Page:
Washington, DC and the right wing outrage machine are all abuzz that the IRS allegedly targeted groups based on their presumed political affiliation. Obviously, that was wrong to do, but let's not forget that there are two IRS scandals. The other is allowing big shadowy forces to meddle in elections anonymously through front groups that file false IRS statements.
Let's go through this. It's pretty clear that Americans have a strong interest in knowing who's trying to influence their vote in elections. Even the Supreme Court agreed 8-1, in the otherwise loathsome Citizens United decision, that "effective disclosure" provides "shareholders and citizens with the information needed to hold corporations and elected officials accountable for their positions and supporters."
Although the law in America requires lots of disclosure, and the Supreme Court has emphasized the importance of disclosure, a company or a billionaire trying to hide their political influence-seeking can use a front organization to hide behind. Not many organizations can hide their donors that way; one is called a 501(c)(4), a tax-exempt non-profit form of corporation regulated by the IRS.
For secretive donors, there's a problem. That kind of organization, a 501(c)(4), needs to be set up "exclusively... for the promotion of social welfare." And the IRS's own regulations explicitly state that "the promotion of social welfare does not include direct or indirect participation or intervention in political campaigns on behalf of or in opposition to any candidate for public office." To enforce this, the application form for 501(c)(4) status asks: "Has the organization spent or does it plan to spend any money attempting to influence the selection, nomination, election, or appointment of any person to any federal, state, or local public office or to an office in a political organization?"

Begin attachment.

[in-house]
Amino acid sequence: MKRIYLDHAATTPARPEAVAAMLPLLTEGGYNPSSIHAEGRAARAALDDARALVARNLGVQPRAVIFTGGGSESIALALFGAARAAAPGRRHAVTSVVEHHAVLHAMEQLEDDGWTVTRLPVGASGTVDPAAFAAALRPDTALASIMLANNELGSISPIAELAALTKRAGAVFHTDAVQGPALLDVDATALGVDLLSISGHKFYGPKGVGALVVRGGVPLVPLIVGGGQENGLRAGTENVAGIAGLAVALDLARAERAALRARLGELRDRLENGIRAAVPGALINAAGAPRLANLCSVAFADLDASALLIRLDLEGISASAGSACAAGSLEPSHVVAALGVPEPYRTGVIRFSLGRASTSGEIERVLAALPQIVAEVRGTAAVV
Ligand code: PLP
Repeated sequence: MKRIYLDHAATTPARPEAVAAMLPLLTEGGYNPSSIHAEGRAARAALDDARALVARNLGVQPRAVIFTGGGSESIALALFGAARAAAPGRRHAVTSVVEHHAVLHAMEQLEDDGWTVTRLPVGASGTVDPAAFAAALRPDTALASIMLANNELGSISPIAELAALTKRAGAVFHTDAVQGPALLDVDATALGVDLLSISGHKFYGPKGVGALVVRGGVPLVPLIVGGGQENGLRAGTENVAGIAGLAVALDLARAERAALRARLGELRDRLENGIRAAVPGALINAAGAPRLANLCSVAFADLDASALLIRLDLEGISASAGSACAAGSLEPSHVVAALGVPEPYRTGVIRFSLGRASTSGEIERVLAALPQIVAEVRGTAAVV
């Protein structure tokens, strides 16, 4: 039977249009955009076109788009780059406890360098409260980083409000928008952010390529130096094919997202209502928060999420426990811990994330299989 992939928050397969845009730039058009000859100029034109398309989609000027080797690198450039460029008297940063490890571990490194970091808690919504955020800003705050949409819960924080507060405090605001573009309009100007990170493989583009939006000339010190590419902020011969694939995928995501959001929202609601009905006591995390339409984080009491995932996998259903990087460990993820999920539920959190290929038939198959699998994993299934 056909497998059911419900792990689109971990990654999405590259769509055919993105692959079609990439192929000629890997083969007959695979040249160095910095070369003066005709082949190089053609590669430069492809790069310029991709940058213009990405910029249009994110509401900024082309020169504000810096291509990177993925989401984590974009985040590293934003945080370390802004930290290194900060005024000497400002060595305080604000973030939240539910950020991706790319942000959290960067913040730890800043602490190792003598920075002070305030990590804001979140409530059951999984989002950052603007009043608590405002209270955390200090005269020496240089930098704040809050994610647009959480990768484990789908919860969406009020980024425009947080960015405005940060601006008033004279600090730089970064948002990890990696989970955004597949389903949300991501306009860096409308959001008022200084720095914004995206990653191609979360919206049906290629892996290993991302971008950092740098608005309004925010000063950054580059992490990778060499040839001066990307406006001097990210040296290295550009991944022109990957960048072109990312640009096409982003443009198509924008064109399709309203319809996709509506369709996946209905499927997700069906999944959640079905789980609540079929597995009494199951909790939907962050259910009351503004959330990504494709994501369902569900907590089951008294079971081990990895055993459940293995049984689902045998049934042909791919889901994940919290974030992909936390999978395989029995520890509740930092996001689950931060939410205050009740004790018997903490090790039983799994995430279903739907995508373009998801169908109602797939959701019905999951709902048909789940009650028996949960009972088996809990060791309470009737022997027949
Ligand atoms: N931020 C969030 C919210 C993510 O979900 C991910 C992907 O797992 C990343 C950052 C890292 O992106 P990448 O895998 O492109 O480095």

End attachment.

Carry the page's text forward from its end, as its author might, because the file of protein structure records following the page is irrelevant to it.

Some groups reported to the IRS that they would not spend money on elections, but then reported to other government agencies that they had. You cannot tell one federal agency that you spent millions to influence elections, and tell another federal agency that you spent no money to influence elections, and have both statements be true. Making a material false statement to a federal agency is not just bad behavior, it's a crime. It is a statutory offense under 18 U.S. Code Section 1001. The Department of Justice indicts and prosecutes violations of this statute all the time; I used to as U.S. attorney.
But no matter how flagrant the false statement, no matter how great the discrepancy between the statements filed at the IRS and the statements filed at the election agencies, no matter how baldly the organization's activities belie its answers, the IRS never makes a referral to the Department of Justice. The result: no investigations.
No one is suggesting that conservative groups should have their First Amendment rights limited (or other groups, for that matter -- liberal groups were also singled out by the IRS for further review based on certain keywords). No one has a First Amendment right to lie to a federal agency, in order to claim an improper tax status in order to avoid legal disclosure requirements on political spending, and thereby receive undue tax benefits. That's a criminal false statement and possibly a fraud.